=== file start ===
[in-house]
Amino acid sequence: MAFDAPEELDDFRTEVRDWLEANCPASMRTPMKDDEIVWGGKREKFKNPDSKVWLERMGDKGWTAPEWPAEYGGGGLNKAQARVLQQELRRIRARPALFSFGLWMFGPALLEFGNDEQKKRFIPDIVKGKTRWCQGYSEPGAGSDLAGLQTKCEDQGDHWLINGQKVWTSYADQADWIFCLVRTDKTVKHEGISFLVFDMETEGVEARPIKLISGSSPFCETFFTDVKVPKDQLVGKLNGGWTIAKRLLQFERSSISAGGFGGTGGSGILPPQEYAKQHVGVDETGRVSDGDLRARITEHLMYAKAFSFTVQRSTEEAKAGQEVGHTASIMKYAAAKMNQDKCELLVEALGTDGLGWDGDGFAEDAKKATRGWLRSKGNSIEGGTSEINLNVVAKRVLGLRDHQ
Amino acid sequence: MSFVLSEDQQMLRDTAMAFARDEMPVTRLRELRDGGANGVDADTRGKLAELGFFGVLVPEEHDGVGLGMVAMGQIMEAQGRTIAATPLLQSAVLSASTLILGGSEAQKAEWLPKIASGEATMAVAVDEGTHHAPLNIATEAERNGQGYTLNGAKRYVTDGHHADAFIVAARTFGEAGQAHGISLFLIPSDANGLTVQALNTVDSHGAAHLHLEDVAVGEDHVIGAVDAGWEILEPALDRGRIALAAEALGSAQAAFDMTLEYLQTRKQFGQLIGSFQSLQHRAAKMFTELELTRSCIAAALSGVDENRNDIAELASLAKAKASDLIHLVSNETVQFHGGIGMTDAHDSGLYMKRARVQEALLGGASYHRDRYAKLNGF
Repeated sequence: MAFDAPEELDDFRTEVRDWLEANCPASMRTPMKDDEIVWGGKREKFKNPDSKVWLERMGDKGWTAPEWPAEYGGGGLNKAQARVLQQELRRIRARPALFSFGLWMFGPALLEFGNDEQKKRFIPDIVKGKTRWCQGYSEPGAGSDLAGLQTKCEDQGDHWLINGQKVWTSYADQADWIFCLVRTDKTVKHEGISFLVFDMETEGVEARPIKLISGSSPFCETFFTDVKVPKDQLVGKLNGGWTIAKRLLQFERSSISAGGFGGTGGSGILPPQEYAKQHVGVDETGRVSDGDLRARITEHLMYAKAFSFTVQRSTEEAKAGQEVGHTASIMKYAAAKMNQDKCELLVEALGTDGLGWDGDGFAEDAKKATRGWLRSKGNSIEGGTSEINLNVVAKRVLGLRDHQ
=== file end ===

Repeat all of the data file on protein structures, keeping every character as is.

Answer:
[in-house]
Amino acid sequence: MAFDAPEELDDFRTEVRDWLEANCPASMRTPMKDDEIVWGGKREKFKNPDSKVWLERMGDKGWTAPEWPAEYGGGGLNKAQARVLQQELRRIRARPALFSFGLWMFGPALLEFGNDEQKKRFIPDIVKGKTRWCQGYSEPGAGSDLAGLQTKCEDQGDHWLINGQKVWTSYADQADWIFCLVRTDKTVKHEGISFLVFDMETEGVEARPIKLISGSSPFCETFFTDVKVPKDQLVGKLNGGWTIAKRLLQFERSSISAGGFGGTGGSGILPPQEYAKQHVGVDETGRVSDGDLRARITEHLMYAKAFSFTVQRSTEEAKAGQEVGHTASIMKYAAAKMNQDKCELLVEALGTDGLGWDGDGFAEDAKKATRGWLRSKGNSIEGGTSEINLNVVAKRVLGLRDHQ
Amino acid sequence: MSFVLSEDQQMLRDTAMAFARDEMPVTRLRELRDGGANGVDADTRGKLAELGFFGVLVPEEHDGVGLGMVAMGQIMEAQGRTIAATPLLQSAVLSASTLILGGSEAQKAEWLPKIASGEATMAVAVDEGTHHAPLNIATEAERNGQGYTLNGAKRYVTDGHHADAFIVAARTFGEAGQAHGISLFLIPSDANGLTVQALNTVDSHGAAHLHLEDVAVGEDHVIGAVDAGWEILEPALDRGRIALAAEALGSAQAAFDMTLEYLQTRKQFGQLIGSFQSLQHRAAKMFTELELTRSCIAAALSGVDENRNDIAELASLAKAKASDLIHLVSNETVQFHGGIGMTDAHDSGLYMKRARVQEALLGGASYHRDRYAKLNGF
Repeated sequence: MAFDAPEELDDFRTEVRDWLEANCPASMRTPMKDDEIVWGGKREKFKNPDSKVWLERMGDKGWTAPEWPAEYGGGGLNKAQARVLQQELRRIRARPALFSFGLWMFGPALLEFGNDEQKKRFIPDIVKGKTRWCQGYSEPGAGSDLAGLQTKCEDQGDHWLINGQKVWTSYADQADWIFCLVRTDKTVKHEGISFLVFDMETEGVEARPIKLISGSSPFCETFFTDVKVPKDQLVGKLNGGWTIAKRLLQFERSSISAGGFGGTGGSGILPPQEYAKQHVGVDETGRVSDGDLRARITEHLMYAKAFSFTVQRSTEEAKAGQEVGHTASIMKYAAAKMNQDKCELLVEALGTDGLGWDGDGFAEDAKKATRGWLRSKGNSIEGGTSEINLNVVAKRVLGLRDHQ